Monday, September 29, 2014

Gates at Politico. Wrong. So Wrong.

Bill Gates popped up once again, spicing up a Politico interview with some of his standard educational wrongness.

First, he proposes that Common Core is simply a technocratic solution for education. He then compares the standards to the standardized railroad gauge or standardized plugs for appliances. Let me take a deep breath and see if I can put in words (beyond the obvious "children are not toasters") why this analogy is simply wrong.

Railroad gauges and plug configurations are, within certain engineering requirements, fairly arbitrary choices. Had railroad gauges been set a few inches wider or a few inches, it would not matter. The purpose of setting a standard is not to impose a choice that's a better choice for the rails, but to impose a choice that makes all the rails work as parts of a larger whole. Within certain extremes, there's no bad choice for gauge width; the actual width of the gauge matters less than the uniformity.

Decisions about educational standards are not arbitrary. Some educational choices are better than others, and those choices matter in and of themselves. The choice of standards matters far more than the uniformity. Human children are not in school for the primary purpose of being fitted to become part of a larger whole. Imposing a bad standards choice simply to have uniformity is a disastrous choice, but that is what the Common Core has done-- sacrificed good standards in order to have uniformity, which is not even a desirable goal for human children in the first place.

(There's an irony here-- the computer biz has been messing with the standards for powering equipment for years. Manufacturers have been forced to rig up a variety of adaptations because they are stuck with a world of outlets locked into old standards, but we also have power-by-USB cords, allowing tech equipment to circumvent the old standards.)

Gates has some intellectual blind spots, and they shine through in this interview.

First, it appears from out here in the cheap seats that he's simply been a boss far too long.

The idea that what you should know at various grades … should be well structured and you should really insist on kids knowing something so you can build on that.

Because that's how education happens? You just "insist" that kids know something at a particular stage of their development. This is the language of someone who's used to simply being a boss, and not having to deal with people who hold onto their own preferences or demand that their individuality be recognized.

Gates also describes the previous fifty standards as a "cacophony," which is an interesting word choice. A cacophony is a big bunch of noise, disorderly. It's what you call the Rolling Stones if you'd rather listen to Bach. With this word, Gates is not suggesting that the previous standards were ineffective or bad or destructive-- he's just saying they were messy and bothersome. This is Cult of Order talk. This is demanding that all the pencils on every desk are lined up just so, not because there's any proof that it's more effective, but because the mess just makes his fingers itch and his head hurt.

And charters. He loves charters. Which-- more irony-- is an odd thing to be in favor of when your other goal is to make all schools essentially the same, anyway.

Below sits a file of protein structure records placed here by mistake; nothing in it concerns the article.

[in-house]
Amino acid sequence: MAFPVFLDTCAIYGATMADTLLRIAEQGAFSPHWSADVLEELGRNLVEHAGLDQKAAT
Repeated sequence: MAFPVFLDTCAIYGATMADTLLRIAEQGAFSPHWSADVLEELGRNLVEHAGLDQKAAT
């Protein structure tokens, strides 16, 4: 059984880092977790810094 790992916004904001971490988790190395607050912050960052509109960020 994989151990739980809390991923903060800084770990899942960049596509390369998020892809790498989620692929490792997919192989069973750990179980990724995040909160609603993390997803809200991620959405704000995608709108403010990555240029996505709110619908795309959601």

1. Bill Gates is a very bright guy. Unfortunately he dropped out of college before he realized that everyone is not as bright as he is and he seems to have never come to this realization. Children, and adults, learn at different rates and in different ways. To impose a one size fits all program on real human beings is, simply, wrong. Even Alfred Binet knew this..

  2. There's a reason people in the cheap seats seem to care more than celebrities in the corporate suites.

    Peter Greene, thanks for expressing the care I see every day in the teachers in my building.

  3. "And charters. He loves charters. Which-- more irony-- is an odd thing to be in favor of when your other goal is to make all schools essentially the same, anyway."

    Could you explain that? It seems to me that's exactly what charters do - standardize. Or, at least, what they are doing, although I'd be the first to agree that that's not the way they were supposed to be. But all these charter chains that are replicating faster than cancer cells are all cookie cutter, "no excuses", "drill and kill" models that all use each other's "best practices". If I were to blindfold you and lead you into one, I doubt you could tell me whether you were in a Success Academy, a YES Prep, a KIPP school or a Rocketship school. Seems to me that charters and standardization go together like love and marriage and horse and carriage and all that stuff.

    1. I think Peter was referring to the original idea behind charters, that they would be "laboratories" that would work in concert with public school systems. With that understanding, there is irony.

  4. "Human children are not in school for the primary purpose of being fitted to become part of a larger whole."

    Isn't that the point of this demented process? Not to see how bright or how creative or how artistic or how tech savvy our kids can be if given the opportunity to soar, but to fit the worker standard once they've graduated from CC boot camp?

  5. What I find disturbing in the video is the fawning behavior the other two participants exhibit over King Bill, nodding in agreement and chuckling along with the sage. It's how we got in this fix.